Tips for Effective Goal Tracking

Let's talk about one of the behind the scenes duties of a special education teacher...GOAL TRACKING!
Tracking academic goals is one thing, but how on earth do you track those social and independent functioning goals?! Observational notes get lost in the stacks on my desk and quite frankly take too long to write. Checklists aren't detailed enough to show the behaviors being observed in full. Obviously as an educator with a million things on my mind, there is no way that I can just remember the details of a behavior when I finally get to my computer to document it. I have tweaked my system so many times but finally feel like I have a good handle on it this year.
social skills independent functioning
I started this year working through some rubrics that my mentor teacher passed along to me. With these in mind, I put together my own rubrics that better fit my kiddos. I love that I can pull social and independent functioning goals right off the rubric when writing IEPs. Having this rubric readily available really helps speed up the IEP goal writing process and keeps me on track to writing MEASURABLE and MEANINGFUL goals. The rubric continues to grow as not all of my students have the same needs in my classroom. Therefore, I write a goal specific to them and make sure to throw it on the rubric for future use.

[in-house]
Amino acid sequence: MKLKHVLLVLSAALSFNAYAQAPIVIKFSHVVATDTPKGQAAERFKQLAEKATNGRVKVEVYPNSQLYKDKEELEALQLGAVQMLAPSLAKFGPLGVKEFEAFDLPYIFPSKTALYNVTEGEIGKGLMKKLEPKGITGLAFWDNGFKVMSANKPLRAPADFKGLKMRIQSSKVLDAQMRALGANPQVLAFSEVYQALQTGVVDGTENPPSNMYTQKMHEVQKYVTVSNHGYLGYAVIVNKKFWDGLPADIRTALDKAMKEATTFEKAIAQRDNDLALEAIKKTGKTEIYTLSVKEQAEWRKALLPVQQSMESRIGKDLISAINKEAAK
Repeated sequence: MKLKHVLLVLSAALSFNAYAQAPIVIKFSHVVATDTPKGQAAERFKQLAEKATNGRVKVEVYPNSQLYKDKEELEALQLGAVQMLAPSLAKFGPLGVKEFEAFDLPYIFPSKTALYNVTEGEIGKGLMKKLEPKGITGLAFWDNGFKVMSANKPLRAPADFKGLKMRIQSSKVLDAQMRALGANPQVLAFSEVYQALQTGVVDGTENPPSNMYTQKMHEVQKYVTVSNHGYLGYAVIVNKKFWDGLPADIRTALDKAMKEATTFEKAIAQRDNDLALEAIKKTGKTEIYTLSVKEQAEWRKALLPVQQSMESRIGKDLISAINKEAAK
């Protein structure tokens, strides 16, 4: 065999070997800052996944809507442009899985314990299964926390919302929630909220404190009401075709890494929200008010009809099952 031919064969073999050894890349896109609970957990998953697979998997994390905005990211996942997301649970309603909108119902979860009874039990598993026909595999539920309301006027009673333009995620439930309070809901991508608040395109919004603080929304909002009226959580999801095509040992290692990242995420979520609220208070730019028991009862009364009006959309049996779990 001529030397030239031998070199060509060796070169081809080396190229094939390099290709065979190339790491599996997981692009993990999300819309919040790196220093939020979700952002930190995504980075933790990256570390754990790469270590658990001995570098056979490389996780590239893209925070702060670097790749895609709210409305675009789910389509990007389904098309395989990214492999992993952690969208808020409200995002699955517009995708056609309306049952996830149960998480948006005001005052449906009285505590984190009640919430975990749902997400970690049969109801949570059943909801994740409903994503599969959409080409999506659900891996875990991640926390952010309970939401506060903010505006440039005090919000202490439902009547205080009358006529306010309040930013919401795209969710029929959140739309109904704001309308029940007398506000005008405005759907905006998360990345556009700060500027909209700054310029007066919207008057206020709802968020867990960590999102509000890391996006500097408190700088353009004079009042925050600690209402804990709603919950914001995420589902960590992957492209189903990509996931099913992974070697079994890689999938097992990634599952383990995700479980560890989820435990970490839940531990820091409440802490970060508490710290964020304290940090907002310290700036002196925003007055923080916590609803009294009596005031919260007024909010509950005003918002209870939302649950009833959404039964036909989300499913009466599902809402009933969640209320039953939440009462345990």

The next step is setting up the data collection binder. I copy and paste the goals from the main rubrics and create data collection sheets for each student. I duplicate the set of goals 3 times on a page then print 2 copies so each page is double sided. This gives me 6 sets of the same goals per sheet of paper which allows me to complete 6 trials of data collection. When writing IEPs I usually use 4 out of 5 trials as my scoring method so this works perfectly. I then compile all of the data collecting sheets in a binder and we are set to go!
3 independent functioning tabbed folder folder
So how do I collect the data and track these goals? This is the easy part! We (myself and my assistants) are able to grab the binder during center play or when completing independent skills (like zipping coats) to quickly collect data. We simply read the goal the child is working on and circle the level he or she receives within that goal. For example, if it took Johnny 2 prompts to throw his trash in the trash can, I would circle the level 2 for the 'Follows one step directions' goal which states "Uses 1-2 prompts to complete task". The rubric is simple, easy to use, and efficient! 

Lynn Wilke

 

About The Author

My name is Lynn Wilke. I live in Aviston, IL with my husband, Adam, and daughter, Aris. I am a self contained early childhood teacher at Highland Primary School. I have worked in a blended preschool setting previously but love the small group instruction that my self contained class offers. My kiddos are each unique in their own way and receive individualized attention daily. We use ABA to work through academic readiness, language building, fine motor, and many other skills throughout the day. I can't wait to share some of my classroom with you through this blog!

 

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